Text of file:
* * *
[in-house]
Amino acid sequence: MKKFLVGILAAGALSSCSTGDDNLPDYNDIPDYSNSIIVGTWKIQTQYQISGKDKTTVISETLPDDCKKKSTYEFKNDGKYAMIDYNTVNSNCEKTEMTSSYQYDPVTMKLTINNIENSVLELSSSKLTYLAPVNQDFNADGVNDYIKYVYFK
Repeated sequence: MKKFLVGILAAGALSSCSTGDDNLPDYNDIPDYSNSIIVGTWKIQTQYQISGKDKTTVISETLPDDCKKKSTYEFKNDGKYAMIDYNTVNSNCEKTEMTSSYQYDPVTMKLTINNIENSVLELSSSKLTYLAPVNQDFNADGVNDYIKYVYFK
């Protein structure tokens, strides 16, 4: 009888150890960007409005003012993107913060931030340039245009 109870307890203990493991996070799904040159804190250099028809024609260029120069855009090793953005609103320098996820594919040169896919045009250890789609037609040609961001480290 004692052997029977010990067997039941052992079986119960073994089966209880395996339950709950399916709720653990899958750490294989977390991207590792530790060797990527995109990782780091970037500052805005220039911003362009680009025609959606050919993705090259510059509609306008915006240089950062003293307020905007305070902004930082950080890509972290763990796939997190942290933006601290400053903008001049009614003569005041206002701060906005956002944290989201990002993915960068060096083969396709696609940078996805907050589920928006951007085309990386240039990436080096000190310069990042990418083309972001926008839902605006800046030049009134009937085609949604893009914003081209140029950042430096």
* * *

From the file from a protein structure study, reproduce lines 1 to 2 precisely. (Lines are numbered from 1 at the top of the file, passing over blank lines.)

[in-house]
Amino acid sequence: MKKFLVGILAAGALSSCSTGDDNLPDYNDIPDYSNSIIVGTWKIQTQYQISGKDKTTVISETLPDDCKKKSTYEFKNDGKYAMIDYNTVNSNCEKTEMTSSYQYDPVTMKLTINNIENSVLELSSSKLTYLAPVNQDFNADGVNDYIKYVYFK